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CGD1 Brainstorm: Book Plots

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FastLearner
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Now that some core ideas are out, let's spend some time discussing them and pseudo-brainstorming about them.

It would be great if you'd take a moment to at least:

  • Mention something you like about the idea,
  • Mention something that you don't care for or are concerned about regarding the idea, and
  • Put out anything else about the idea you'd like, including any basic implementation ideas.
Please don't go into great detail about how you think such a game would work, trying to refine a bunch of mechanics or anything. Rather please keep it pretty basic. Once we pick one to move forward on then more details would make sense. Note, too, that whatever we go with we can still work on some of the other ideas later, of course.

Here's one of Scurra's thoughts:

Quote:
I want to pitch a game based around famous book plots. This was mostly inspired by Jasper Fforde's fantastic "Thursday Next" series of fantasy detective stories (I don't think he's very well known in the US yet, but he will be!) Anyway, the premise there is that Fiction is an alternate reality, and what we read in novels is merely the actions of a bunch of actors who do other things when they aren't needed in the narrative. However, there are trouble-makers who want to interfere with the stories: people who think that Heathcliffe should be killed, or that the rude bits should be excised from the Canterbury Tales and so on. So there is a whole department called "Jurisfiction" devoted to making sure that the plots remain intact; one of the original gags in the first book was the murder (in our world) of a minor character from David Copperfield who now doesn't appear in the book any more...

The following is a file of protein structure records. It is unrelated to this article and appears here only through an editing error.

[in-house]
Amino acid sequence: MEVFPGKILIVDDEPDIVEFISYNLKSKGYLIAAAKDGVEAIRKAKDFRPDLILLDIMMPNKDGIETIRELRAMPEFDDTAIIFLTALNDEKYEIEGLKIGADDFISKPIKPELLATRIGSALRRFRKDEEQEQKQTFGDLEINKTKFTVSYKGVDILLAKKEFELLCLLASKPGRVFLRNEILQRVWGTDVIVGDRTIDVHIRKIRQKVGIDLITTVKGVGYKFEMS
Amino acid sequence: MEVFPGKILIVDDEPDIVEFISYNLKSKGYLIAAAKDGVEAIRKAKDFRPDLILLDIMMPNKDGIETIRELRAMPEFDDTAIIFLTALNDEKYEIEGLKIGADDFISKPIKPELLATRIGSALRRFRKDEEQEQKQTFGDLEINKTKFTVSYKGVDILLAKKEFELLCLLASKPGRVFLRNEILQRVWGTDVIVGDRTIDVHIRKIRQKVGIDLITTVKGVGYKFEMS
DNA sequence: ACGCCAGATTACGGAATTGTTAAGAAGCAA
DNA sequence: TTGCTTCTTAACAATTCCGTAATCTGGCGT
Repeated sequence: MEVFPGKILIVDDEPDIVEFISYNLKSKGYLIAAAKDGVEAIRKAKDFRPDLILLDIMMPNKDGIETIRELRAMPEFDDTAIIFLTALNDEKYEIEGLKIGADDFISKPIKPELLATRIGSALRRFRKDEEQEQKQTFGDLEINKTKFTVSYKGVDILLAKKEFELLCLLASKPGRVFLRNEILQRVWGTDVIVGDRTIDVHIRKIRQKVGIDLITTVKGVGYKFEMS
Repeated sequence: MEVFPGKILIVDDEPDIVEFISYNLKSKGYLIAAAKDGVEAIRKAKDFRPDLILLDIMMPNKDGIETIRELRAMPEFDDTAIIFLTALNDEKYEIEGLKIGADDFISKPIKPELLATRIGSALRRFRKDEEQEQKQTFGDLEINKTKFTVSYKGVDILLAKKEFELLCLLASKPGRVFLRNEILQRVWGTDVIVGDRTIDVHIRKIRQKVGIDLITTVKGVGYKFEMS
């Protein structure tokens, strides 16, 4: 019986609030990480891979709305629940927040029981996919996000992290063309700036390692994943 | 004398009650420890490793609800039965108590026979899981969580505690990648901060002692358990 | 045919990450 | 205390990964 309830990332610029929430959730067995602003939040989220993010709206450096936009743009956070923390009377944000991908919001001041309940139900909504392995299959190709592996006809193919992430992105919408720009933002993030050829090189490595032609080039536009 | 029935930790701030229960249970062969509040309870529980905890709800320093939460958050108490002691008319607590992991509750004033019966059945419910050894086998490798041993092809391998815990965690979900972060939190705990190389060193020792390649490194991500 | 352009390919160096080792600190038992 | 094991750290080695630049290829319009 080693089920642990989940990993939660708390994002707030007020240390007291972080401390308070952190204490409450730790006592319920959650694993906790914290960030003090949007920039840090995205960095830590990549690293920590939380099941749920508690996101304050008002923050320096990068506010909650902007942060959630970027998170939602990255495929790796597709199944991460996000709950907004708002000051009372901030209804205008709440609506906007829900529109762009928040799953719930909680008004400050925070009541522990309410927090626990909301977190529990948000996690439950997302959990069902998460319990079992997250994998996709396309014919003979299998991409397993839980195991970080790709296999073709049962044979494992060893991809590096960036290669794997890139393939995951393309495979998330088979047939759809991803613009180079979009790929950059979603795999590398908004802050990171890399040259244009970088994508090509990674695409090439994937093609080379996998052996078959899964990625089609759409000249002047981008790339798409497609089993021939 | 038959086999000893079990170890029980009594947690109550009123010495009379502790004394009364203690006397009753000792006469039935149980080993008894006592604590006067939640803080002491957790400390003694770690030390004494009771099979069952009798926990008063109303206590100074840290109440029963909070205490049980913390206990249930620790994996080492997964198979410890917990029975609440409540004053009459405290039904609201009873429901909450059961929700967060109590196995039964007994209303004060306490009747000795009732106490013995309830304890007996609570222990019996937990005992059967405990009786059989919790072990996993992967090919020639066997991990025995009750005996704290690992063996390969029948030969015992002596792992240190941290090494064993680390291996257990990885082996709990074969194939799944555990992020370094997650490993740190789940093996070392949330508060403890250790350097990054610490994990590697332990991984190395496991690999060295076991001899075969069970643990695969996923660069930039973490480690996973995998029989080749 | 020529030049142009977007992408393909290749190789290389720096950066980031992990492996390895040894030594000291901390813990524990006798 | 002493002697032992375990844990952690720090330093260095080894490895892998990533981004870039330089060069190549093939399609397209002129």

So the game would involve either the players trying to affect the plotline of a famous book (to insert their own characters or to change the ending to one that suits their hidden agenda), or the players having to try and stop external events from changing the plot of a book by "patching" the mistakes. As you can see, the game hasn't exactly been thought through yet, but it seemed like it had potential.

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FastLearner
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Joined: 12/31/1969
CGD1 Brainstorm: Book Plots

I've not read these books, but they sound really great! I'll have to pick at least one up. Very cool.

As a game I see real potential. It seems like it could be really fun (and potentially funny), as well as educational. I really dig the idea of learning about the plots of famous books I haven't read, too. :)

A potential downside would be that it might turn people off -- the idea of literature scares a lot of people (even me a bit and I'm pretty well read). I think this could be overcome, though, in presentation and marketing.